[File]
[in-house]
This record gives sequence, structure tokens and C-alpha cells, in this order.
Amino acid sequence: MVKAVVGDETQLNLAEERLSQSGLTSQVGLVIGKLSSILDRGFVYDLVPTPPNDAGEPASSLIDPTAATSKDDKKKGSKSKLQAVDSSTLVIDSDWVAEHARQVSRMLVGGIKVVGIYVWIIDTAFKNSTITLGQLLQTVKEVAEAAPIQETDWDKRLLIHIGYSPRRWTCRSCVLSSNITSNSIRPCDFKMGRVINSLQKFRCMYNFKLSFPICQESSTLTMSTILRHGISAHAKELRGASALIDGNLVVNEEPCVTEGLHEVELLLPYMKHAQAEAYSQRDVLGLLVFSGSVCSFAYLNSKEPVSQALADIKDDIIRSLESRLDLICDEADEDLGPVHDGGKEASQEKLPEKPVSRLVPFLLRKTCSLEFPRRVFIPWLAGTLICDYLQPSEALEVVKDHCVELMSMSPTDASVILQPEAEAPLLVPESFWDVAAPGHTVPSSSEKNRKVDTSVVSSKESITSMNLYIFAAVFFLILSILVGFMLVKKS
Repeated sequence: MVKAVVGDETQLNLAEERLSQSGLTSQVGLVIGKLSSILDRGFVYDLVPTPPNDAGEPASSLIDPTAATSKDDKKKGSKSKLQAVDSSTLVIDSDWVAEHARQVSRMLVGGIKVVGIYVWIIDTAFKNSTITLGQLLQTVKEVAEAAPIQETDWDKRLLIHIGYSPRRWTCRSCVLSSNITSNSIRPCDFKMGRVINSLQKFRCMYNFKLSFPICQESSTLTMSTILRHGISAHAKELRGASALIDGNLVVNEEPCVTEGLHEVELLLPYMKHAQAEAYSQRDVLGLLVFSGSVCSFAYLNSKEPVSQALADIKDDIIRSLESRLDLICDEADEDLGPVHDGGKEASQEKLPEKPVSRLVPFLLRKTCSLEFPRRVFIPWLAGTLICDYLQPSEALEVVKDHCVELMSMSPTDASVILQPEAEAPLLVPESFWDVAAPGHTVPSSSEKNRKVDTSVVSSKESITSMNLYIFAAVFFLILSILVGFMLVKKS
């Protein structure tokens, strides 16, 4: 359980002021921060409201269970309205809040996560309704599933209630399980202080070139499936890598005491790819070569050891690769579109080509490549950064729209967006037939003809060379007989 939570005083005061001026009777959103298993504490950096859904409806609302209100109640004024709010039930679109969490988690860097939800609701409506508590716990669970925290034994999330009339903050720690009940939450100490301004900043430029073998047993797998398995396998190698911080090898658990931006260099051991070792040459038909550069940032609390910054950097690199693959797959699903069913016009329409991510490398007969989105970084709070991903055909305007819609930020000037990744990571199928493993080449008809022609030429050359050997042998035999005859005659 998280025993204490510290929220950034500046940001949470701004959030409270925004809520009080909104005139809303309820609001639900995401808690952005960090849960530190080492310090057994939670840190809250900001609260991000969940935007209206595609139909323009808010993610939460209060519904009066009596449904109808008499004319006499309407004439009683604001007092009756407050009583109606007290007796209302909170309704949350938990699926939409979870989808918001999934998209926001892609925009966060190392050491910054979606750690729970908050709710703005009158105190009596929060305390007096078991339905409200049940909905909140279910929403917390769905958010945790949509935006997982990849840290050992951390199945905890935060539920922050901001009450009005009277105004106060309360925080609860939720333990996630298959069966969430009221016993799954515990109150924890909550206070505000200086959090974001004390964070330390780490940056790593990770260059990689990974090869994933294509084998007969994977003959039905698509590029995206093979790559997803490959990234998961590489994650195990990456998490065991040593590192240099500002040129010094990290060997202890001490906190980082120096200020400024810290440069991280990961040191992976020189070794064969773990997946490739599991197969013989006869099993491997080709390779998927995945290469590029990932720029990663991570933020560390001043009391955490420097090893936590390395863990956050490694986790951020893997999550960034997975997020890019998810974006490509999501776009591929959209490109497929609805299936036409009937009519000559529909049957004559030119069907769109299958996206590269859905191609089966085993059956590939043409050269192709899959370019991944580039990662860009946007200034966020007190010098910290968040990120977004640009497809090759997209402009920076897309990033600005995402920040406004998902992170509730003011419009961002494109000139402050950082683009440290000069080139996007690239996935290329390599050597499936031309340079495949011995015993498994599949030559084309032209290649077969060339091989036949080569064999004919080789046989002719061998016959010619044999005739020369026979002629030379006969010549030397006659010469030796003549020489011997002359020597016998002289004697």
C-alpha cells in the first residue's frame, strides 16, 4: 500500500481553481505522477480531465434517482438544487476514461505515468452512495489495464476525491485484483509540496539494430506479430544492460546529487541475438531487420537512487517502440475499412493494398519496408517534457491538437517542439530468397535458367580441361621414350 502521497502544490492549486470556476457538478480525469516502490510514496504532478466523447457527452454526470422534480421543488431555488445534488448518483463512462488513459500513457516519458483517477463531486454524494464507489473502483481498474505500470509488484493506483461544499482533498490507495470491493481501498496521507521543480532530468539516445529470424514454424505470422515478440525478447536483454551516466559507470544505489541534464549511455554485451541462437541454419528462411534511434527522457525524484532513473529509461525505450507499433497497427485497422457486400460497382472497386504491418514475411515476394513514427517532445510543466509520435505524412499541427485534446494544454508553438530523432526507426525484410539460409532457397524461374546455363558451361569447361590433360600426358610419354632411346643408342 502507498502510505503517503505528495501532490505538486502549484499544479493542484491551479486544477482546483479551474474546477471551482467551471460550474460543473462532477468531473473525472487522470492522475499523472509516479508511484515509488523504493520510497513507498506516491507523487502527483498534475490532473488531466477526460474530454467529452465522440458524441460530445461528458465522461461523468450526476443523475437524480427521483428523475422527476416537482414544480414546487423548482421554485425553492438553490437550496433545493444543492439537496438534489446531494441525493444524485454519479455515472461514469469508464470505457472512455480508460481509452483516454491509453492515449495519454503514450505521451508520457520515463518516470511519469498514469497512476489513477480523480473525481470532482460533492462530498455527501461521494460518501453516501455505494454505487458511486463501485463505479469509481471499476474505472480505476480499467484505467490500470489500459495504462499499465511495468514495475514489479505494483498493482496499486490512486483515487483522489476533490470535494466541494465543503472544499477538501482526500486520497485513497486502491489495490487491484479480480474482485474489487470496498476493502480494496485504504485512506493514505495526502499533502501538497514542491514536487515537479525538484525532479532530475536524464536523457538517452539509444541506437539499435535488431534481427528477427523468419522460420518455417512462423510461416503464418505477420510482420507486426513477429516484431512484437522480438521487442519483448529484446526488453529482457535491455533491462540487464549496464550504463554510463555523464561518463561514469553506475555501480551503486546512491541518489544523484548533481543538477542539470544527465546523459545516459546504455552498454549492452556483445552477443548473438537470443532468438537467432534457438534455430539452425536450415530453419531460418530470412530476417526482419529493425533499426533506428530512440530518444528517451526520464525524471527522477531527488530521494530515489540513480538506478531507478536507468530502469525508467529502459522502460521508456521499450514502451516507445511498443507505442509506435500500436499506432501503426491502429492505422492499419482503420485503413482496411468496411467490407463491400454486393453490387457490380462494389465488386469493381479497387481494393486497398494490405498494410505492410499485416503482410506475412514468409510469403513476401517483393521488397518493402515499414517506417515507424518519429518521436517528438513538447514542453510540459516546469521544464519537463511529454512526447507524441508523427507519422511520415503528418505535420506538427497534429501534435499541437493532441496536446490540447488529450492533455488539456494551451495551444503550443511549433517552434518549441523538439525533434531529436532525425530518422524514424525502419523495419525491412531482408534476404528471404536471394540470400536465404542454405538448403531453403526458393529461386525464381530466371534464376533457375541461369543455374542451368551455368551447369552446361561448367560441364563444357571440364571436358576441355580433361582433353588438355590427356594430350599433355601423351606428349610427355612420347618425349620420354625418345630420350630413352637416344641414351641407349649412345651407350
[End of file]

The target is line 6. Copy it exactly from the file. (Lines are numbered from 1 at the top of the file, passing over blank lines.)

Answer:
C-alpha cells in the first residue's frame, strides 16, 4: 500500500481553481505522477480531465434517482438544487476514461505515468452512495489495464476525491485484483509540496539494430506479430544492460546529487541475438531487420537512487517502440475499412493494398519496408517534457491538437517542439530468397535458367580441361621414350 502521497502544490492549486470556476457538478480525469516502490510514496504532478466523447457527452454526470422534480421543488431555488445534488448518483463512462488513459500513457516519458483517477463531486454524494464507489473502483481498474505500470509488484493506483461544499482533498490507495470491493481501498496521507521543480532530468539516445529470424514454424505470422515478440525478447536483454551516466559507470544505489541534464549511455554485451541462437541454419528462411534511434527522457525524484532513473529509461525505450507499433497497427485497422457486400460497382472497386504491418514475411515476394513514427517532445510543466509520435505524412499541427485534446494544454508553438530523432526507426525484410539460409532457397524461374546455363558451361569447361590433360600426358610419354632411346643408342 502507498502510505503517503505528495501532490505538486502549484499544479493542484491551479486544477482546483479551474474546477471551482467551471460550474460543473462532477468531473473525472487522470492522475499523472509516479508511484515509488523504493520510497513507498506516491507523487502527483498534475490532473488531466477526460474530454467529452465522440458524441460530445461528458465522461461523468450526476443523475437524480427521483428523475422527476416537482414544480414546487423548482421554485425553492438553490437550496433545493444543492439537496438534489446531494441525493444524485454519479455515472461514469469508464470505457472512455480508460481509452483516454491509453492515449495519454503514450505521451508520457520515463518516470511519469498514469497512476489513477480523480473525481470532482460533492462530498455527501461521494460518501453516501455505494454505487458511486463501485463505479469509481471499476474505472480505476480499467484505467490500470489500459495504462499499465511495468514495475514489479505494483498493482496499486490512486483515487483522489476533490470535494466541494465543503472544499477538501482526500486520497485513497486502491489495490487491484479480480474482485474489487470496498476493502480494496485504504485512506493514505495526502499533502501538497514542491514536487515537479525538484525532479532530475536524464536523457538517452539509444541506437539499435535488431534481427528477427523468419522460420518455417512462423510461416503464418505477420510482420507486426513477429516484431512484437522480438521487442519483448529484446526488453529482457535491455533491462540487464549496464550504463554510463555523464561518463561514469553506475555501480551503486546512491541518489544523484548533481543538477542539470544527465546523459545516459546504455552498454549492452556483445552477443548473438537470443532468438537467432534457438534455430539452425536450415530453419531460418530470412530476417526482419529493425533499426533506428530512440530518444528517451526520464525524471527522477531527488530521494530515489540513480538506478531507478536507468530502469525508467529502459522502460521508456521499450514502451516507445511498443507505442509506435500500436499506432501503426491502429492505422492499419482503420485503413482496411468496411467490407463491400454486393453490387457490380462494389465488386469493381479497387481494393486497398494490405498494410505492410499485416503482410506475412514468409510469403513476401517483393521488397518493402515499414517506417515507424518519429518521436517528438513538447514542453510540459516546469521544464519537463511529454512526447507524441508523427507519422511520415503528418505535420506538427497534429501534435499541437493532441496536446490540447488529450492533455488539456494551451495551444503550443511549433517552434518549441523538439525533434531529436532525425530518422524514424525502419523495419525491412531482408534476404528471404536471394540470400536465404542454405538448403531453403526458393529461386525464381530466371534464376533457375541461369543455374542451368551455368551447369552446361561448367560441364563444357571440364571436358576441355580433361582433353588438355590427356594430350599433355601423351606428349610427355612420347618425349620420354625418345630420350630413352637416344641414351641407349649412345651407350